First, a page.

In the incident room, officers were busy taking down the photos and information concerning Phillipa’s murder. There had been a gang-related shooting in the town last night, one dead, four injured. The press and TV were all over it, and John Meacham had received orders to add his team to the investigation. He didn’t like letting go of a case so early, but orders were orders, and they had no suspect. He took the files through to the general office, and approached one of the older detective constables. “Ronnie, do me a favour and give the CCTV another look, will you? There has to be a suspect vehicle of some kind, I’m convinced the killer didn’t walk to and from Mrs Watson’s”. The tired-looking man just about managed a smile.
“Okay sir, just leave it on the pile, and I will get on it as soon as I can”.

Mrs Wilkinson’s guest house was a nightmare for the forensic teams. Five rooms, plus the old woman’s own small apartment on the ground floor. Endless sinks and baths to search for hair samples and DNA, as well as decades of fingerprints, mostly smudged or partials. The owner hadn’t been that fastidious about cleaning, and the place was firmly at the cheap end of the hospitality market. Izzy watched as officers bagged up sheets and pillowcases, the sound of small vacuum cleaners being run across mattresses for samples. She was bone tired, hungry, and thirsty. Sammy looked to be dead on his feet too.

The dead woman had been removed to the mortuary after the photos had been taken, and the news was that they would have to wait until late tomorrow for the results, and the official cause and time of death. There was nothing in the large house to give any indication of who might have stayed there recently. Either she didn’t keep any records, or the killer had most likely taken away any evidence. Any hope of footprints or tyre matches had been ruined by the arrival of the guest who had found her, followed by the two police cars and the tramping feet of four uniformed coppers. Izzy turned to her colleague, and rubbed his arm lightly.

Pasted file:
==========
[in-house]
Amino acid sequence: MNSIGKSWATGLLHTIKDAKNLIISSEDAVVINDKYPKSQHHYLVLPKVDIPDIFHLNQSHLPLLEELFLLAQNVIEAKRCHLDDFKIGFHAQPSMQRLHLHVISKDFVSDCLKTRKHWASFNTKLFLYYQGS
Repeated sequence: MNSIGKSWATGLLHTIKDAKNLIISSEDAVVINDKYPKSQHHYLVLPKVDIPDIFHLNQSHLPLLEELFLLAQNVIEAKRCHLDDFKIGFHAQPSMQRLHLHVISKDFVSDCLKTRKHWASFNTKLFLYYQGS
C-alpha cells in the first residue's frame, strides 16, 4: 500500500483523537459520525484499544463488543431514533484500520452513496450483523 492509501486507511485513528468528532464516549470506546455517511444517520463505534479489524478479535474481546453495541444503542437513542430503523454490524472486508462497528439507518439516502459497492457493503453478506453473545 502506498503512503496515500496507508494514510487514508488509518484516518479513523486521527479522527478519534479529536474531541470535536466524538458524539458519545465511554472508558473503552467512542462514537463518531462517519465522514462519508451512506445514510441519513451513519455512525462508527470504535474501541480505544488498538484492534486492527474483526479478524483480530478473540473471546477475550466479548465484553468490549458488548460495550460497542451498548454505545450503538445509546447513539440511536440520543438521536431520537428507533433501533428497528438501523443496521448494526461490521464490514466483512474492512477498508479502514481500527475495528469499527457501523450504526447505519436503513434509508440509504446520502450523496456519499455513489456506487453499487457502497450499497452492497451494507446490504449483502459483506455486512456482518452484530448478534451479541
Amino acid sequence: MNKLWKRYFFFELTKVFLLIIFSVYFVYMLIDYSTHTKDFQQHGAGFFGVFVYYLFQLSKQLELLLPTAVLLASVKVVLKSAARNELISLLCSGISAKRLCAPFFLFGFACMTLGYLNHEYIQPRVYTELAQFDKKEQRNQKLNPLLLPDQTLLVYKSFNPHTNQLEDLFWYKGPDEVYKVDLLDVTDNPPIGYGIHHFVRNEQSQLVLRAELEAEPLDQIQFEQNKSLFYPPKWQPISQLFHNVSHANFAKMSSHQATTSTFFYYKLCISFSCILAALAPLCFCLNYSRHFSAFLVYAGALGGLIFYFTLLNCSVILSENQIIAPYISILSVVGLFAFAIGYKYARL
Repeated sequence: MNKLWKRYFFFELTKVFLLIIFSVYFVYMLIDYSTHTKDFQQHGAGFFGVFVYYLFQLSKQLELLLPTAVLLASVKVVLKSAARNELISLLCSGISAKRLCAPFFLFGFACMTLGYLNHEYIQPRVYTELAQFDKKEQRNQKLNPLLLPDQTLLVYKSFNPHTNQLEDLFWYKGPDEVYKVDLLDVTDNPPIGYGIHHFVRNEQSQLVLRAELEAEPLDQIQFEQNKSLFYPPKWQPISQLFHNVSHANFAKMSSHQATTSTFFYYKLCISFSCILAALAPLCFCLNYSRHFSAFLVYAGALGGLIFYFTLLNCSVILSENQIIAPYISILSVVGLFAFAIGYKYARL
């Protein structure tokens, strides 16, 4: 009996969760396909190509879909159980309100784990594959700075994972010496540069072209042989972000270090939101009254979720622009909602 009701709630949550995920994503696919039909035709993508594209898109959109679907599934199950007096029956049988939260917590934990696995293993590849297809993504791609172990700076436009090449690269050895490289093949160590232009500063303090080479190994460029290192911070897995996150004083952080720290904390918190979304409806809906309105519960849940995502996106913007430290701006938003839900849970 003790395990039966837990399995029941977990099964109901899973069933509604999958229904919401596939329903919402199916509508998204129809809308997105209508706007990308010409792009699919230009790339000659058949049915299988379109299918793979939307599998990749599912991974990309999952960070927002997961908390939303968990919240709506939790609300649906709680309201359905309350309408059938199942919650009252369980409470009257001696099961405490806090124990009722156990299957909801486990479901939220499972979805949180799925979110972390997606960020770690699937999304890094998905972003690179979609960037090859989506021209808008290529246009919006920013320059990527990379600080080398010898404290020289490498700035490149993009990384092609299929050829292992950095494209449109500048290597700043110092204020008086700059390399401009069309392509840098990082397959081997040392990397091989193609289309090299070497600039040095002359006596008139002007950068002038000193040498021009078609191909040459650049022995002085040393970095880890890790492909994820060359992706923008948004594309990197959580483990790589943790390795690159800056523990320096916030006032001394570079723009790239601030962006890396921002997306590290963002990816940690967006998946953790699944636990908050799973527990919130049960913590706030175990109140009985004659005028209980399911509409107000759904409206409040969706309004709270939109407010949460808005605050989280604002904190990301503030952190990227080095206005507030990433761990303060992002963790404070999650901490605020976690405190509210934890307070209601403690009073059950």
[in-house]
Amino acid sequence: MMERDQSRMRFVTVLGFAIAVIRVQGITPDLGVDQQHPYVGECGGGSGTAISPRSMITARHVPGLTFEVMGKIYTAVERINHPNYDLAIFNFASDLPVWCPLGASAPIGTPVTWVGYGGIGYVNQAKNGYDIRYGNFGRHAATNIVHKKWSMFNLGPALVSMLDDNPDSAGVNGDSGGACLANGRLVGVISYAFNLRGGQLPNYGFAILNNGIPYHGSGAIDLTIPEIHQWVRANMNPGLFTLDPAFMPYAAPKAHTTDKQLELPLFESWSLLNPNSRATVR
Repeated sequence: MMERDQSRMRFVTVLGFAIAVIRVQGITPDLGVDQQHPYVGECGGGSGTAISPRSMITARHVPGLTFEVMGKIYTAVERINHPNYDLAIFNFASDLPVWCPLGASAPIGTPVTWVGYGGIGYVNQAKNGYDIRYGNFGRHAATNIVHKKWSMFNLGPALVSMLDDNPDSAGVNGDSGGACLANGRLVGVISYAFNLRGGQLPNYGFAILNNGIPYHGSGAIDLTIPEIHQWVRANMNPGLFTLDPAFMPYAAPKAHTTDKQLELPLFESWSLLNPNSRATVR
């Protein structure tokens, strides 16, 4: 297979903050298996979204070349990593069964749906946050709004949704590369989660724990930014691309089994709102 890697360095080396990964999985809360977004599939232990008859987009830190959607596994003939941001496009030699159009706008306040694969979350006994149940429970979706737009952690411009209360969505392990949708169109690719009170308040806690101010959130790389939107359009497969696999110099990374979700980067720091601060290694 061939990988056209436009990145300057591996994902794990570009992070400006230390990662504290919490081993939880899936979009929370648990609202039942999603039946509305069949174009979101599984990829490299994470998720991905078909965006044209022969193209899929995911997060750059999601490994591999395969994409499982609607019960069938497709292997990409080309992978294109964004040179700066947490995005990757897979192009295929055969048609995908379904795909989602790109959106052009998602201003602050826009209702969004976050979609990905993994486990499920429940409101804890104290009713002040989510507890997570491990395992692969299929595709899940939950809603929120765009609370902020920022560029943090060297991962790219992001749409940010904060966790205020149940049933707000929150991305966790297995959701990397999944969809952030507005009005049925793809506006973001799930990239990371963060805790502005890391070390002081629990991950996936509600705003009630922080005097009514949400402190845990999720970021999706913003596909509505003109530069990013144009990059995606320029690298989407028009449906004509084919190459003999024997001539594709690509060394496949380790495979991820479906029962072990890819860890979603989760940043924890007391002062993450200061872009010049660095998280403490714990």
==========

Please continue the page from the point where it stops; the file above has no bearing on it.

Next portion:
“Come on Sammy, I’ll buy you breakfast”.

After four hour’s sleep and a quick shower, DS Baker was back at work. The case had now been officially enlarged to include both murders, and Chief Inspector Alistair Tennant had taken over. A sharp-suited Scotsman with an eye for the ladies, he had a good reputation for no-nonsense policing, and Izzy was happy that he had caught the case. She quite fancied him too, truth be told. However, her good mood was deflated when she and Sammy were allocated to the guest house murder only, and told to hand over any notes about the Holloway investigation. C.I. Tennant was trying out a new method, splitting the team into two, with each half working on one part of the case. Two officers, including Donna, had been tasked with sifting through everything, and trying to find a definite connection. Tennant made a quick speech, before dismissing them to get on with their work.